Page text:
Community concerned about renovated Frontera Park

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Weeks after the ribbon-cutting ceremony that marked the opening of a renovated Frontera Park, the colorful jungle gym and stationary ponies have failed to charm certain community leaders and park-goers who contend the Parks Department has left behind some unfinished business.

Topping the list of complaints are poor maintenance and the absence of a bathroom. But a top Parks official said the community has to invest its own time to care for the park because of the city’s limited resources.

“We’re going to need partners, volunteers and community partners to watch the parks for us, to help maintain the parks, to close them, to open them — to get involved,” said Richard Murphy, the Queens borough parks commissioner. “It’s their park — take it.”

Frontera Park officially reopened at the southern corner of Grand Avenue and 69th Street with a fireman’s theme Aug. 2 after a $750,000 renovation funded by former City Councilwoman Karen Koslowitz (D-Forest Hills).

An elaborate jungle gym and swing set sit on one side of the park, which is separated from a basketball court by planting boxes, a garden and a set of sprinklers fashioned after fire hoses.

Michael Hetzer, chairman of the parks committee for Community Board 5, rattled off an inventory of problems during the board’s Aug. 14 meeting, calling attention to loose screws that rendered the swing set “extremely dangerous” and rodents inhabiting the community garden.

“It looks like a rat’s nest and it actually is a rat’s nest,” Hetzer said of the garden, where he and other board members apparently saw rats scurrying. “It needs to be cleaned up. It’s definitely not safe.”

Gary Giordano, the community board’s district manager, said in a phone interview after the meeting that the Parks Department responded immediately to both complaints, baiting for rats and repairing the screw.

“That’s something we deal with immediately, the same day,” Murphy said. “We don’t play with things like that.”

But the absence of a comfort station — a freestanding restroom facility that the board recommended for installation at the park — is causing problems because Frontera is so heavily used, Giordano said.

“I think if there was even some consideration for one bathroom in there, even if it weren’t large, it would stop public urination,” Giordano said.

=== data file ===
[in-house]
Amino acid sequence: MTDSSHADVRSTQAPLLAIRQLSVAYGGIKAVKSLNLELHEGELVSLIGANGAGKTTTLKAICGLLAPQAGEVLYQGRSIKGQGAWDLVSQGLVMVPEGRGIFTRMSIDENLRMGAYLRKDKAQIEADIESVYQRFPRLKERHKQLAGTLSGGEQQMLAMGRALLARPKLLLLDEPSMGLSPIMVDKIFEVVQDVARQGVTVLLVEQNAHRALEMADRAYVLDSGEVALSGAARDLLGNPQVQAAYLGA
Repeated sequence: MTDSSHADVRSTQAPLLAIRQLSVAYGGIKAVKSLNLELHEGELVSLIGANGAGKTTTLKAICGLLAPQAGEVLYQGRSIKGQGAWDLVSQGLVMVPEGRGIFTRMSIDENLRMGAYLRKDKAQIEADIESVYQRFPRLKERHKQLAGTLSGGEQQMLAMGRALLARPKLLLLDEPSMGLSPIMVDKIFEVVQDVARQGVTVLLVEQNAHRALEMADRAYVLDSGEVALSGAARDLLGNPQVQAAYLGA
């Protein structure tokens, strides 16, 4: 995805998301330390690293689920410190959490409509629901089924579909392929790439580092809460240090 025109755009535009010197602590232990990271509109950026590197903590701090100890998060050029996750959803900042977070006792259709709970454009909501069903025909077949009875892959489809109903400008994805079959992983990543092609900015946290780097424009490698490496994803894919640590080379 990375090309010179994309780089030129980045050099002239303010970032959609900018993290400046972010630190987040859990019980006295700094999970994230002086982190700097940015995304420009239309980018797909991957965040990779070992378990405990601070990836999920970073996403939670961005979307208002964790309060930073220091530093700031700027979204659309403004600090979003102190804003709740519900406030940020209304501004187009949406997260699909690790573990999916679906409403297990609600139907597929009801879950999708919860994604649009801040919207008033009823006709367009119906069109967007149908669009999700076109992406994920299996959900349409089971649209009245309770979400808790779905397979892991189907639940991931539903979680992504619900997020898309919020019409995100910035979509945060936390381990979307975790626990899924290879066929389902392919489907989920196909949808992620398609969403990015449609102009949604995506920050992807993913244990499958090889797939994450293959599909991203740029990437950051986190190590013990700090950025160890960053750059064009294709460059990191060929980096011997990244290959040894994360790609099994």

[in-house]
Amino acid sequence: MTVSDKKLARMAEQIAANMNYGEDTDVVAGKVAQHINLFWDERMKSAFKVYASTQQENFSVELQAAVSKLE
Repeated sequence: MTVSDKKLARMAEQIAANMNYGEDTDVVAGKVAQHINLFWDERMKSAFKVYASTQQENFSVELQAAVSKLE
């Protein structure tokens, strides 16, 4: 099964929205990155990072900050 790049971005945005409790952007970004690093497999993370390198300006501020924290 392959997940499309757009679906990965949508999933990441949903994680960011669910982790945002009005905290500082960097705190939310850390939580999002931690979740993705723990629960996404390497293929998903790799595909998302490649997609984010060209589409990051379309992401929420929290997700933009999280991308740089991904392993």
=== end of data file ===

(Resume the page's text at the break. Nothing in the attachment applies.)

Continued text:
Parents and children who were visiting the park Monday cited the lack of a restroom as their No. 1 concern.

“I think the renovation is fine, but we really need a bathroom,” said Colleen Kempf, a 73rd Street resident who brought her 6-year-son and 2-year-old daughter to the park. “Parents are embarrassed to let children pee against the tree.”

But Murphy said local politicians have to secure funding for a comfort station in order for one to be built.

Although Giordano said the board is pleased with the renovation on the whole, the garden has been a point of contention because it is unclear who will tend it.

“It’s difficult to maintain those community garden areas unless they’re adopted by the community, by a community organization,” Giordano said.

The park’s volunteer warden, a neighborhood resident known by the nickname “Ace,” said the garden area was originally planted with flowers that were later mowed down by parks employees, leaving the fenced-off garden bare save for some grass.

Ace said he was disappointed the Parks Department was not able to invest more in tending the park following the renovation.

“The main deal here is maintenance,” he said. “What good is building something if you can’t maintain it?”

Murphy admitted the flowers were mistakenly cut down by parks employees.

But he stressed that members of the community have to step forward to tend their own parks, because budget constraints prevent the Parks Department from being able to effectively tend to all of its properties.

“We need a community to maintain it,” Murphy said of the community garden. “If we don’t have a community to maintain it, then the Parks is going to do the best it can to bring the weeds down. Tending to a garden is something we don’t do.”

“It’s part of our mission to green as much as we possibly can,” Murphy added. “Generally speaking the community embraces such things.”

Reach reporter Dustin Brown by e-mail at Timesledger@aol.com or call 229-0300, Ext. 154.

Posted 7:16 pm, October 10, 2011
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